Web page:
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‘Where does your water shed?’ NACD takes a look

NACD looking to spread word on soil and water conservation efforts

Fifty-eight years ago, the National Association of Conference Districts created Soil & Water Conservation Week to remind people of their role in conservation. This year, that week falls from April 28 to May 5 and emphasizes the theme “Where does your water shed?”

According to the Environmental Protection Agency, a watershed is defined as “the area of land where all of the water that is under it or drains off of it goes into the same place. Watersheds come in all shapes and sizes. They cross county, state, and national boundaries. In the continental U.S., there are 2,110 watersheds; including Hawaii, Alaska, and Puerto Rico, there are 2,267 watersheds.”

In Jasper County, there are four watersheds: the Middle Iowa River, both the North and South Skunk Rivers and Lake Red Rock. Rainwater, melting snow and ice all converge in each of these four designated areas.

Watersheds have long been used to help define geographical boundaries, and catchment factors of watersheds can determine the odds of flooding for an area.

The South Skunk River most recently flooded Colfax among many other communities in central Iowa in 2010, and had a historical crest or wave height of 23.85 feet according to a government weather website.

Locally, the Jasper County Soil and Water Conservation District aims to assist people in conservation and wise use of soil, water and related resources.

The organization aims to do this through a balanced cooperative program that protects resources and improves those resources according to a release they provided.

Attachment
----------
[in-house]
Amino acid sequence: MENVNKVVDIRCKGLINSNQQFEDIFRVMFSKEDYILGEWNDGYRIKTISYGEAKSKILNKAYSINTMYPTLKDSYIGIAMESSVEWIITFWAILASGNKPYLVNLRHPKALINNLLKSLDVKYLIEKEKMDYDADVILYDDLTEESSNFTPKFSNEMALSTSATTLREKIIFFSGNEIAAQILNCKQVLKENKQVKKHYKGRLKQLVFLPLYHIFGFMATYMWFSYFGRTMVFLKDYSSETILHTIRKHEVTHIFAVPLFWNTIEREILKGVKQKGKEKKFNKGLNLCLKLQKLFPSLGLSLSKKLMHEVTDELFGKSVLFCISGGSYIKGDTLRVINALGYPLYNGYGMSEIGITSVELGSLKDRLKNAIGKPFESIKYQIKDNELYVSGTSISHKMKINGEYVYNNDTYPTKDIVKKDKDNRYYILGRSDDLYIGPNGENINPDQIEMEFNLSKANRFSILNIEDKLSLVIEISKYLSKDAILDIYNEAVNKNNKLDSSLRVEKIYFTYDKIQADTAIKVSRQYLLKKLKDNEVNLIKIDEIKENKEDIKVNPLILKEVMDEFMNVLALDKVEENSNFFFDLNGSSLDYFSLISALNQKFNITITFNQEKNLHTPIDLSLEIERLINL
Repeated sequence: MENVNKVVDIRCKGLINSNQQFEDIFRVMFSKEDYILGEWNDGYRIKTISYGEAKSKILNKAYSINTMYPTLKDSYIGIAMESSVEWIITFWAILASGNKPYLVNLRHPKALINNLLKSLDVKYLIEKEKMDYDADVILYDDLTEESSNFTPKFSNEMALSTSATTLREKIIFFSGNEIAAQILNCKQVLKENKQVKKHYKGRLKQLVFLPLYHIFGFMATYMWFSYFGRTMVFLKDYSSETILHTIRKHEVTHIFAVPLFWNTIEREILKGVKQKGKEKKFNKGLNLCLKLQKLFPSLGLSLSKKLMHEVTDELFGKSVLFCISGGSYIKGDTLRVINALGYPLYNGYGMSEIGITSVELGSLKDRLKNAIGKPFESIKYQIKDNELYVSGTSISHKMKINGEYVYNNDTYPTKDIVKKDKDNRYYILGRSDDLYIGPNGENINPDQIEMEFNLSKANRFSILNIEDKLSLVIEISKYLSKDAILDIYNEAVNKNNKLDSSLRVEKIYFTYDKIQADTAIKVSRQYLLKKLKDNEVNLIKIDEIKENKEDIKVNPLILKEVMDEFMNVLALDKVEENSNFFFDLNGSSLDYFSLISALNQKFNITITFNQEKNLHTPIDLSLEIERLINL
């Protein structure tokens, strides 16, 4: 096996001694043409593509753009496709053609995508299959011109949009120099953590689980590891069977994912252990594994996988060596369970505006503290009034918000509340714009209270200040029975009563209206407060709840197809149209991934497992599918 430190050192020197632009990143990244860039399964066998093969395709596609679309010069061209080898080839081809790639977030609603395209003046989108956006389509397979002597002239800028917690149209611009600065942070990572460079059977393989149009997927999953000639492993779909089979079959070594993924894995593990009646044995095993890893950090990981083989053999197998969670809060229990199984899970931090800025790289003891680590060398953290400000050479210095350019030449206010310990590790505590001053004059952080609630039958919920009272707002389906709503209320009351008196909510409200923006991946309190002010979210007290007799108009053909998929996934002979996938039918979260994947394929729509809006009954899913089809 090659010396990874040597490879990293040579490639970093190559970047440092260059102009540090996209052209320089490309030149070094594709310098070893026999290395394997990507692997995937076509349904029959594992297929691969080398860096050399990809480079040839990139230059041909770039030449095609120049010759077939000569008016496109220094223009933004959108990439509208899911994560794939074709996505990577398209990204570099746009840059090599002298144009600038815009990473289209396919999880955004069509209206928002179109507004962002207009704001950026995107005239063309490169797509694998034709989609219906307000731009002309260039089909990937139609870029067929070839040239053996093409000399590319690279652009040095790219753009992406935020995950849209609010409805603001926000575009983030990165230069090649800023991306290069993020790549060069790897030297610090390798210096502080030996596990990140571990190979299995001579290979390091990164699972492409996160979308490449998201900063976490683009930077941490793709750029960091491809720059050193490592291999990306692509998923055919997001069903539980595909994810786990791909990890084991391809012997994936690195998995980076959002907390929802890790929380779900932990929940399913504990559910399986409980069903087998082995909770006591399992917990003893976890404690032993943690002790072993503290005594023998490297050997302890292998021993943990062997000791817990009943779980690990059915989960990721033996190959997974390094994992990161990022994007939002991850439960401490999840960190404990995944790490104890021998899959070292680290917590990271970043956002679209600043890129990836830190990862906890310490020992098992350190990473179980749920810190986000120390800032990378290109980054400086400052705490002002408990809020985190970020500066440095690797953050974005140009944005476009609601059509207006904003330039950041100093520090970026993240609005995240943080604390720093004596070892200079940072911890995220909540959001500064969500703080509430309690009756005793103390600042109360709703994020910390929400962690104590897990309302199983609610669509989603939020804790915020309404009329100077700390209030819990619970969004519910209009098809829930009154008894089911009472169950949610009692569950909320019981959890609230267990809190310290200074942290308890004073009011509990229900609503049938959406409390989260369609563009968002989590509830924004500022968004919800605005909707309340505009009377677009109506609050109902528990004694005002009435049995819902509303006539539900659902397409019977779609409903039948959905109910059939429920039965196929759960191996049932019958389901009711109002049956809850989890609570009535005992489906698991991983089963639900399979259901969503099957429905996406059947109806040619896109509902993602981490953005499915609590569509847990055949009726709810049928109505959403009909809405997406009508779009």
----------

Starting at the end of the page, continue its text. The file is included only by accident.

What JCSWCD is doing aligns with the language the EPA uses on its watershed worksheet.

“This process (collaboration between agencies) uses a series of cooperative actions to:

• Characterize existing conditions,

• Identify and prioritize problems,

• Define management objectives,

• Develop protection or remediation strategies, and

• Implement and adapt selected actions as necessary.

A watershed plan documents the expected outcomes of this process and serves as the action agenda for managing water quality at the watershed level.”

Several other water districts around the state have activities planned to commemorate the week.

Although JCSWCD hasn’t planned anything at press time, they do offer up some ideas about how to better protect your local watershed:

“Take time to learn about your local community water sources and volunteer for river, stream or beach clean-up days. You can make a difference.”

Some other suggestions from the Center for Watershed Protection include:

• Redirecting rain fall from your roof towards your yard or garden.

• Collecting rain water in a rain barrel and use it to wash your car, or water your garden or lawn.

• Landscape with local plants, as they require less water and fertilizer.

• Properly dispose of animal waste so it doesn’t contaminate the watershed.

• Perform regular upkeep and maintenance on your septic system.

For more information and additional resources regarding protecting your watershed, visit

Staff writer Ty Rushing may be contacted at (641)-792-3121, Ext. 426, or

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